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New tool gives apple farms hope in fight against spring freezes

Apple blossoms killed by a spring frost in 2012, after a long stretch of warm days. (Photo: Gregory M. Peck)

Apple blossoms killed by a spring frost in 2012, after a long stretch of warm days. (Photo: Gregory M. Peck)

Cornell Chronicle [2017-02-24] :

This February’s warm weather is nice in the Northeast, but apple farmers may pay a price if winter roars back. To help growers assess precarious temperatures in turbulent springs, the Cornell Institute for Climate Smart Solutions has developed a new Apple Freeze Risk decision tool.

“I think the warm weather we’re seeing this week may push the apple trees into vulnerable stages,” said Art DeGaetano, professor of earth and atmospheric sciences and director of Cornell’s Northeast Regional Climate Center.

Read the whole article.

Reminder: Huge houseplant sale today

Hortus Forum, Cornell’s undergraduate horticulture club is holding their blowout sale today (February 25) from 9 a.m. to 3 p.m. at the Kenneth Post Lab Greenhouses (map).  They’re selling a huge variety of houseplants from 4″ to fully grown.

Patty watering plants

Patty Chan ’18 waters plants in preparation for the sale.

Update [10 a.m.]: Early sales are brisk. But there are still tons of interesting and unique plants to be had.

hofo plant sale

Signs of spring: First flowers in Minns Garden

Record-breaking temperatures this week fueled early flowering of spring ephemerals in Minns Garden, including winter aconites (Eranthus hyemalis) and snowdrops (Galanthus nivalis).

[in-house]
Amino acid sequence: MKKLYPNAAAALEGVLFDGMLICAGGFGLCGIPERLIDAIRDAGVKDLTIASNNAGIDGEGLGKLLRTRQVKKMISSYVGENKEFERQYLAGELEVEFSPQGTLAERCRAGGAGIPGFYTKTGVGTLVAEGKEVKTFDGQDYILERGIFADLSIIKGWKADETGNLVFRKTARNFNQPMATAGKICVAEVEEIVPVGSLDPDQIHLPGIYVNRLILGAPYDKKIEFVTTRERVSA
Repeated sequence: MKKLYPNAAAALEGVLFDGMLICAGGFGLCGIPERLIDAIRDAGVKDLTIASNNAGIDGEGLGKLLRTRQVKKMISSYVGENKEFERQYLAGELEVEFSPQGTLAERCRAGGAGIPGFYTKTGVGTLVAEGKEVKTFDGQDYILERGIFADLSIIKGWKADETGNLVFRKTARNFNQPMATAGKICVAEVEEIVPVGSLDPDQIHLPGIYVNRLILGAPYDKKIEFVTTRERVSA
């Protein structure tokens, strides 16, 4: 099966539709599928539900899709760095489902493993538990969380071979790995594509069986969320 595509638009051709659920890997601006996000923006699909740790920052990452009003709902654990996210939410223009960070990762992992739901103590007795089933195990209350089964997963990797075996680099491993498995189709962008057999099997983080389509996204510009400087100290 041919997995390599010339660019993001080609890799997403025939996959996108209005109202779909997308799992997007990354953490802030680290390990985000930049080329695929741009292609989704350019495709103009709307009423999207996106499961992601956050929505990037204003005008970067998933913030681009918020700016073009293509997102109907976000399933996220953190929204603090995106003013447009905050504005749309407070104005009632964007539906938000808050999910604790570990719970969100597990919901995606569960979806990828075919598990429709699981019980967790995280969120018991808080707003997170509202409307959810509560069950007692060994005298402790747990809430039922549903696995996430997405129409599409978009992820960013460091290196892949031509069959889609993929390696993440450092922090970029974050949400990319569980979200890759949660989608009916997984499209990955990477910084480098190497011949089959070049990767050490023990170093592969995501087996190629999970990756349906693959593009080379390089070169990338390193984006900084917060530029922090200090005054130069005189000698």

winter aconite

Eranthus hyemalis

snowdrops

Galanthus nivalis

If you visit the garden (located between Plant Science Building and Tower Road), you’ll also notice that Cornell Grounds Staff used the exceptional weather to remove much of the failing 80-year-old yew hedge that enclosed the garden, foretelling some major changes for the garden this summer.

Hortus Forum giant greenhouse houseplant sale February 25

From Hortus Forum, Cornell’s undergraduate horticulture club:

Greenhouse Sale
Saturday, February 25
9 a.m. to 3 p.m.
Kenneth Post Lab (map)

Selling a huge variety of houseplants from 4″ to fully grown.

More information, email: hortusforum@gmail.com

flyer

Hortus Forum: cultivating a positive community which fosters a passion for plants and teaches the value of horticulture

SoHo art opening February 22, Big Red Barn

From Hannah Swegarden:

The Society of Horticulture Grad Students (SoHo) is proud to present their horticultural research through an artistic lens at the Big Red Barn.

From the flowers above ground to the mycorrhizae systems deep below ground, the beauty of horticulture is everywhere. This collection of pieces showcases the diversity of horticultural research at Cornell University and seeks to highlight SoHo’s deep appreciation for the intricate connection between people and plants. We hope you’re able to join us for the show’s opening at the Big Red Barn, opening February 22, 7:30 PM – 9:30 PM!

Free wine and cheese will be served.

fkyer

Seminar video: Growing berries in northern Europe

If you missed Monday’s Horticulture Section seminar Growing berries in northern Europe  with Pauliina Palonen, University of Helsinki, it  is available online.

More seminar videos: Horticulture | School of Integrative Plant Science

Rossi receives lifetime achievement award

Reid award for RossiThe Metropolitan Golf Course Superintendents Association (MetGCSA) presented its John Reid Lifetime Achievement Award to Frank Rossi, turf specialist and associate professor in the Horticulture Section, at its January 18 Winter Seminar. The award recognizes individuals or organizations that, through continuing commitment, show exemplary support to the game of golf and golf course superintendents.

The group recognized Rossi’s contributions to the game through his “unending environmental leadership and research, his high regard for and support of our fellow superintendents, and his ability to captivate an audience.”